Ion Torrent Retrospective - 2011

We’ve come a long way in 6 short months.  The beginning of a new year is a great time for retrospectives.  Keith Robison over at Omics! Omics! has done just that with his “Reflecting on a Year of Ion Torrent”.  I want to do something similar, but will use this opportunity to revisit one of our first Ion posts and draw some comparisons.

I came across one of the original posts in our Ion series “Ion v. MiSeq – Is There a Competition, And If So, Why?”  I will stay away from the Miseq v. Ion debate in this post.  Rather, I would like to highlight the growth of the platform in throughput, quality, cost and usability.  I may even do a little bit of looking forward…though Keith has done sufficient prognostication - I would just be reiterating.


In May/June we had run a 314 chip of E. coli that clocked in at a whopping 24Mb.  At the time, Ion had just released some internal data they generated amounting to 175 Mb raw sequence data.  As you can see now, we are routinely generating over 250 Mb of data, “EdgeBio Posts 414.31MB Ion Torrent Run” But, you say, “Anyone can generate massive amounts of data…Is it correct?”  This run is 372.97 Mb of Q20 data and 335 Mb of PERFECT data when comparing back to a known reference.  With this increased throughput, and the introduction of barcode sets this summer, we continue to build out a flexible offering on the system for our clients.


6 to 9 months ago our quality histograms looked like this: 

Quality scores across all bases (Sanger / Illumina 1.9 encoding)

Now they look like this:

Quality scores across all bases (Sanger / Illumina 1.9 encoding)

The run is holding its quality longer and the high quality data is higher quality than before.  With higher quality, comes high accuracy in calling variants.  You can check out some detailed information of us picking apart the Ion and Miseq in our post “Variant Calling on Ion Torrent Data”.

Read Length

One can also see the evolution of the read length from these graphics.  From 100 to 200 to 300.  Our latest runs are looking even better.  Here is a Read Length histogram from a human sample we sequenced a couple days ago.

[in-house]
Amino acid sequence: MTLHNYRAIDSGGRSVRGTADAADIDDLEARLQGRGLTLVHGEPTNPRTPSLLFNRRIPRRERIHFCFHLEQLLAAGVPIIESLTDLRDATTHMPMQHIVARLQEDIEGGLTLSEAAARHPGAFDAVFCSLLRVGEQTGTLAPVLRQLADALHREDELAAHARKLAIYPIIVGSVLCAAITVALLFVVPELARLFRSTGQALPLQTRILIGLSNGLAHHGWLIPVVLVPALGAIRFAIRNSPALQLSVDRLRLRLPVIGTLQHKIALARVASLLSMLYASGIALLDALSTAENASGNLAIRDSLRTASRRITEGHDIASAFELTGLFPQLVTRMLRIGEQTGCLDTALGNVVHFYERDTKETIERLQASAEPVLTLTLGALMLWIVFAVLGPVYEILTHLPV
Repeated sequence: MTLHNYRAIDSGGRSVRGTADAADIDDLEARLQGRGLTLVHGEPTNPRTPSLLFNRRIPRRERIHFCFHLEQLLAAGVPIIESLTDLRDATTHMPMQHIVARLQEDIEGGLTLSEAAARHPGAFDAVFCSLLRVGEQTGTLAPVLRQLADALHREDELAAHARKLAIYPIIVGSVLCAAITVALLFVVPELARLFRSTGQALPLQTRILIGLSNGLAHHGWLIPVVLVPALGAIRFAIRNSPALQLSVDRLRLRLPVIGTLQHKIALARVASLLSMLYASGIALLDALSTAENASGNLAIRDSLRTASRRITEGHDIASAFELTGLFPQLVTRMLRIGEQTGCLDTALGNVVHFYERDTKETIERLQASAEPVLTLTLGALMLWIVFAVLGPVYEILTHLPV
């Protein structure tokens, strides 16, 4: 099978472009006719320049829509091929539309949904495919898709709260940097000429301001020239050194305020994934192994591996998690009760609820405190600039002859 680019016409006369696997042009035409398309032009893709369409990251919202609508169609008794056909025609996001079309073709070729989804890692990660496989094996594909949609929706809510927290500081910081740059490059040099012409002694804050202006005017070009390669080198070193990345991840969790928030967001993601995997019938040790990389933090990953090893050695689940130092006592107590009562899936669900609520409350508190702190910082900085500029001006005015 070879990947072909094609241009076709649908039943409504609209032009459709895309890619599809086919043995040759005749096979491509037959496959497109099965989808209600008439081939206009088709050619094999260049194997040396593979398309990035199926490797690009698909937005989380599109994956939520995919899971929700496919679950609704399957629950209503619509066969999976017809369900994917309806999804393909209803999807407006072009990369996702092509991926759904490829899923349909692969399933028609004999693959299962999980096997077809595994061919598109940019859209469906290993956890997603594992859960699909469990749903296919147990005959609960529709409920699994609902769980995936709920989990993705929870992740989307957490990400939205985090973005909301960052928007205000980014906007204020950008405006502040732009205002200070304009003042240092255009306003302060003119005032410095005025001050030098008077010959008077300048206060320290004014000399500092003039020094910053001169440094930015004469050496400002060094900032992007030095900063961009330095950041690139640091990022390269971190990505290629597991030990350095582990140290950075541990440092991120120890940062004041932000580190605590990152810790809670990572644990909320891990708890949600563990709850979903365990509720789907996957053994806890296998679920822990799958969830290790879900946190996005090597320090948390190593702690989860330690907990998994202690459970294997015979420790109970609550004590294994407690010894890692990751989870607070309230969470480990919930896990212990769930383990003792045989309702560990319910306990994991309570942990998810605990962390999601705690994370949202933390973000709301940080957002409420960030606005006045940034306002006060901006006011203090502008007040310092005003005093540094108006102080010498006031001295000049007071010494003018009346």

Read Length Histogram

In June we compared the ability of the Miseq and the Ion to perform de novo assembly of a microbial genome.  It was obvious that the MiSeq was producing a higher quality assembly compared to the Ion.  The N50 contig length was almost double (50K v. 98K), with a maximum contig size of 232K for Miseq and 211K for Ion.  Our latest run, still with no paired end data and still at 100bp, generated N50s of 85K and a largest contig size of 247K with an average consensus quality of 62.


6 months ago a run at EdgeBio of a 314 chip cost $2500 for ~25Mb of sequence.  That a buck for every 10,000 bases.  Now we charge $2350 for a 316 chip (the 314 is discounted to $1550) and generate on average 250Mb.  That’s a buck every 106,000 bases.  So, for the same price, we have doubled the assembly metrics in de Novo assemblies above. All done in less than 7-10 business days.  For more detailed service pricing, please see our Ion Torrent Website.

Extensibility and Usability

Everyone knows, or should, that it’s not reagents or machines that are expensive over the long haul - it's people.  Ion has introduced time saving mechanisms in both the lab and on the informatics side.  The One Touch has cut down our preps times, and the introduction of the Torrent Suite of Software right from the initial launch of the platform have saved us cold, hard cash.  With the open architecture of the Torrent Suite and Server, we have been able to quickly integrate plug-ins such as FastQC, SnpEff, MIRA, etc to quickly QC, analyze and assemble our data.  No other new machine in my 10 years of working in this field has so simply just worked – straight out of the box.

We have had our issues, and the platform isn’t perfect.  We understand the limitations of the system in terms of cost per base, homopolymer accuracy, etc – but understanding the limitation allows you to make smart decisions on how and when to use the platform or an alternative.  Something a service provider SHOULD be expert at.  I know that past performance doesn’t guarantee future success, but as we have seen the trajectory of the machine, we are confident that we will continue to use and push this machine as much as we have over the past 6 months – 300 runs to date…


We have recently been validating the long read chemistry further, have done our first 2 Ampliseq Cancer panel runs, are gearing up to validate the mate pair protocol, and are piloting the 318 Chips.  Look for a few blog posts over the coming weeks about the mate pair data, our custom SnpEff plug-in,  and our progress with capture and 318 chips (maybe Exomes you say???)

Very exciting time around Edge, and we look forward to what 2012 may bring.